When the NCAA men's basketball tournament takes center stage in about a month, we'll hear plenty usage of the term "blind résumé." It is a comparison method for decision-makers to look at the body of work for teams on the tournament-field bubble without being clouded by predetermined bias linked to a school's name or conference affiliation.
While it is far from an exact science, the blind résumé provides a meat-and-potatoes breakdown of who merits consideration for inclusion based on tangible accomplishments, leaving name and reputation out of the equation.
The same tactic can be applied to American soccer players and their cases for inclusion on the U.S. national team. Take this brief example, for the aptly named Player A:
• Player A has essentially followed Jurgen Klinsmann's road map for young, American talent, leaving MLS for Europe at 24.
• Player A has secured regular, starter's minutes for a major club at a position of need for the national team.
• Player A continues to improve in all areas of his game.
• Player A is more than familiar with the U.S. setup and has proved to be a valuable complementary piece internationally as recently as this summer.
So Player A makes the cut then, right?
Not if Player A happens to be Sacha Kljestan. Not yet, anyway.
Despite being a consistent starter and top performer in central midfield for RSC Anderlecht, Belgium's best team, the 26-year-old Kljestan has remained far removed from a U.S. roster since September, the only time he has been called in during Klinsmann's eight months in charge. He came off the bench in the 66th minute of the 1-0 loss to Costa Rica on Sept. 2 for his only U.S. minutes since performing as an effective option during the CONCACAF Gold Cup.
Adding insult to insult, the playmaker was an unused substitute in the following United States friendly after the Costa Rica game, a match against Belgium. The friendly took place in Brussels and a proper location and setting to give Kljestan a run out against an attack-minded side, where his counterattacking distribution could have come in handy. Kljestan was then subsequently not called in for two other friendlies on European soil, remaining on the periphery despite his club form.
That has not stopped him from continuing to churn out quality performances for Anderlecht. Although his four goals this season are noteworthy, it is not so much the scoring production that matters. It is his more discerning eye, improved passing and overall facilitating abilities that have him a fixture in the Anderlecht XI and a candidate to wear the U.S. shirt again.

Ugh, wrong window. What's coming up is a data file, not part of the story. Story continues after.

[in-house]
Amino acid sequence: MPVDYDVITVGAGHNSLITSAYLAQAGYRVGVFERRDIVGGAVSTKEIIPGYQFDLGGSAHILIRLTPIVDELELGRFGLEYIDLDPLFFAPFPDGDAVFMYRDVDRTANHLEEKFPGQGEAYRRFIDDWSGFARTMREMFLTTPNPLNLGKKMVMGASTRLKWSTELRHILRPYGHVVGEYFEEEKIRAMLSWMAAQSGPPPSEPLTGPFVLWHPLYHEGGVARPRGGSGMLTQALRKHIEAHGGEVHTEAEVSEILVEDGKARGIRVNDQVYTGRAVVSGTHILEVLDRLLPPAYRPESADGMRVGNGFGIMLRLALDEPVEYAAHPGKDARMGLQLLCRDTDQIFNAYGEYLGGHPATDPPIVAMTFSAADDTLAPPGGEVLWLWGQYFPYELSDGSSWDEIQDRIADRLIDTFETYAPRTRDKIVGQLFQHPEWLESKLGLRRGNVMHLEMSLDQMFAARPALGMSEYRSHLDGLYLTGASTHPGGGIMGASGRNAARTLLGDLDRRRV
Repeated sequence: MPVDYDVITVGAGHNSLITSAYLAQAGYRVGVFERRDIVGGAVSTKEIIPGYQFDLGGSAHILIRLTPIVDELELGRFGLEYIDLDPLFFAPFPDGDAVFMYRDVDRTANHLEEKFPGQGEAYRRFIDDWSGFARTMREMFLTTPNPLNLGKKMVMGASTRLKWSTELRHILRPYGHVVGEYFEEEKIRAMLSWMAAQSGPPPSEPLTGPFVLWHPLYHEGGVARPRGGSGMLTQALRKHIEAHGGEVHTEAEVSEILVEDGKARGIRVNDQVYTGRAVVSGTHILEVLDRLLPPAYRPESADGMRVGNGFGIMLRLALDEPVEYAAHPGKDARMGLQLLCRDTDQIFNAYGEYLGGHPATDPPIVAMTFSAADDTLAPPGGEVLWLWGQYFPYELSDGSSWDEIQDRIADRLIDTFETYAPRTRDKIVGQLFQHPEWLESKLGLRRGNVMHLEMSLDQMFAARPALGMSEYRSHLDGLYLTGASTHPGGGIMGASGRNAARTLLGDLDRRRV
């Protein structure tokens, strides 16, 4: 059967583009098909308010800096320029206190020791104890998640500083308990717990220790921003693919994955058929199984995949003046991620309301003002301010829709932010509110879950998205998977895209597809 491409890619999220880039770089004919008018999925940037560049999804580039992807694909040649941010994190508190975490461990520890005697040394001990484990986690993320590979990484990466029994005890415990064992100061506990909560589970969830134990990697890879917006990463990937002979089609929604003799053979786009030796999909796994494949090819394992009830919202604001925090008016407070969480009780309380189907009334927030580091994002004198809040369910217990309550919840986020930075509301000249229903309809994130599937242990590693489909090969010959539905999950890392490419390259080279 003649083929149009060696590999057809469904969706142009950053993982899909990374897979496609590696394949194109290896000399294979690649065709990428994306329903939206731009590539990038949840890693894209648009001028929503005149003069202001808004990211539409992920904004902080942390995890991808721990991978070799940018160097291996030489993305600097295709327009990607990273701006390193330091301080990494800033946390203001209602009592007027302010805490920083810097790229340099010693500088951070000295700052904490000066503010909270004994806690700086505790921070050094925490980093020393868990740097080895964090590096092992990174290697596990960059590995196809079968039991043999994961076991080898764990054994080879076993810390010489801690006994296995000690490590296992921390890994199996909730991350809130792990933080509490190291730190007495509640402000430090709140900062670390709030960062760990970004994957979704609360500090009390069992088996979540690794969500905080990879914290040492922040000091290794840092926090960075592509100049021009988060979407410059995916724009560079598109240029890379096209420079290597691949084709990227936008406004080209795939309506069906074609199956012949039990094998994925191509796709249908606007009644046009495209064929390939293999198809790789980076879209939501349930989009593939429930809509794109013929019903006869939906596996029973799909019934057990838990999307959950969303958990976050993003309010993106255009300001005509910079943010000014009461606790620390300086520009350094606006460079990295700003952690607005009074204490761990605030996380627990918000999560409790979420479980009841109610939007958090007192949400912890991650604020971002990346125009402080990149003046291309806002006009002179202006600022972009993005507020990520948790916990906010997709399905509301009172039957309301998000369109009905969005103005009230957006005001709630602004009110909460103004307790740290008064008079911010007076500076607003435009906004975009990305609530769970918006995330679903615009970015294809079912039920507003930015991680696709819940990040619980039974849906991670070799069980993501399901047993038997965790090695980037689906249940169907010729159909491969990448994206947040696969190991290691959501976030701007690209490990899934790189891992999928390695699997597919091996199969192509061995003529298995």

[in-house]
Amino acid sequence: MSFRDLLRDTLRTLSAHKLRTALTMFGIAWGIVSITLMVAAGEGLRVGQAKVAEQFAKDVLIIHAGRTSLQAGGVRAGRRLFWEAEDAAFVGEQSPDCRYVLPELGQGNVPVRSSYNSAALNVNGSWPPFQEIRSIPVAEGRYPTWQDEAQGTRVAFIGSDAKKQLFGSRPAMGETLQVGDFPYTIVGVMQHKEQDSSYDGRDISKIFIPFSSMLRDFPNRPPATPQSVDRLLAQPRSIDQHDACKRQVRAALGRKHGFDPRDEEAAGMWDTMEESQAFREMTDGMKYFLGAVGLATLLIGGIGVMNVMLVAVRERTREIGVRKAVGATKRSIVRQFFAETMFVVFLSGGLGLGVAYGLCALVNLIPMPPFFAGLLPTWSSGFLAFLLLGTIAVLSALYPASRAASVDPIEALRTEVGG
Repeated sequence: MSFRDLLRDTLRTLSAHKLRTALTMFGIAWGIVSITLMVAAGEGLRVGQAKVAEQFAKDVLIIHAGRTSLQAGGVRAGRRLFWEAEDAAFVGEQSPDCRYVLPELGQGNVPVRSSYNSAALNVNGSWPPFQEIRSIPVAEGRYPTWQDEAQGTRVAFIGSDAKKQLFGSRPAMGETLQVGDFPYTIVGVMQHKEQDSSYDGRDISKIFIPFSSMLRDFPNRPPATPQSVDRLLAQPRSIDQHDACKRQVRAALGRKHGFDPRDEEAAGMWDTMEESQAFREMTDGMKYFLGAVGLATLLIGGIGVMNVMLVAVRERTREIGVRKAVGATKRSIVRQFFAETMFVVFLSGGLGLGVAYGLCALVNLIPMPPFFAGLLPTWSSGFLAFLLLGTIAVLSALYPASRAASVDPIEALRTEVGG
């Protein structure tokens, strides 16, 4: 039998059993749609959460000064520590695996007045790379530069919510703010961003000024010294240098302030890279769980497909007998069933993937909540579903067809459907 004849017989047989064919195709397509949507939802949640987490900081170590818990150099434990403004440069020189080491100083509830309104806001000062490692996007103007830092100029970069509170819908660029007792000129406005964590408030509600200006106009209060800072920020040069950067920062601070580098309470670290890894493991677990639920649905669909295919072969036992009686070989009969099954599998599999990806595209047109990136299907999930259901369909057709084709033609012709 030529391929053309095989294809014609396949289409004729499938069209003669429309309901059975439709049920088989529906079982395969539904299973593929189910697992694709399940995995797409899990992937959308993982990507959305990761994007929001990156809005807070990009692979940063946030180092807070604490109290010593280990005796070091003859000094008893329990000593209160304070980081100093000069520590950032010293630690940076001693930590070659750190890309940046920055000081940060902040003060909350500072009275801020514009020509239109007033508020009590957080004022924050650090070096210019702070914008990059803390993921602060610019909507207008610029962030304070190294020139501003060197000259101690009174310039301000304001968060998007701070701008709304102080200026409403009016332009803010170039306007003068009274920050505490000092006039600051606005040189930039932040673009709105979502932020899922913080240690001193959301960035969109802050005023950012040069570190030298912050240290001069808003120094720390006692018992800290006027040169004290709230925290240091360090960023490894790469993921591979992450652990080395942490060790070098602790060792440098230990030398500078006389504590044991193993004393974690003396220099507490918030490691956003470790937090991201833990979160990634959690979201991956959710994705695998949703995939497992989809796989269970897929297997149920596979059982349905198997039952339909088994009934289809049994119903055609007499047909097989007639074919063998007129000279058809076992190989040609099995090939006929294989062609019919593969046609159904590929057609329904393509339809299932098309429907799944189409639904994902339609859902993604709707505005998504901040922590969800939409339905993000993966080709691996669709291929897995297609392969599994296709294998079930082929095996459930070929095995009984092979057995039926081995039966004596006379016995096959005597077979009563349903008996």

Kljestan's performance last weekend included a well-taken free kick that wound up in the back of the net. The slick set piece was the latest sign of his growing confidence and expanded role for a club that is poised for a run in the UEFA Europa League knockout rounds after being the only team to sweep through the six-game group stage with a maximum 18 points.
"We've been working on free kicks, set pieces for the past few weeks," Kljestan said in a postgame video interview on Anderlecht's website. "It's a shot I've practiced for a long time, and they said that if the ball is 25 meters or so out I should shoot it. So I looked at the bench and (Anderlecht assistant coach Besnik Hasi) said take it and (Anderlecht midfielder Lucas) Biglia told me to take it also, so there was no doubt in my mind."
Kljestan is a far different player now than he was when he received the bulk of his 34 U.S. caps. At the end of the day, Klinsmann does not have to subscribe to the blind résumé method, and perhaps he has already made up his mind based on past reputation and performances that Kljestan does not fit into his formation. Leaving all preconceived biases aside, though, maybe it's worth rewarding the in-form Kljestan, someone who fits the bill and U.S. void as a technical, playmaking central midfielder with an attacking eye, with another call-up for the Feb. 29 friendly against Italy.
Kljestan was not the only American goal scorer this week, as Clint Dempsey added another tally to his single-season career-high with a mid-week strike against West Brom. A couple Americans also figured into a pair of penalty decisions, with DaMarcus Beasley drawing a penalty and Oguchi Onyewu conceding one in another busy week for Americans playing abroad. Here's how they all fared (season statistics encompass all competitions):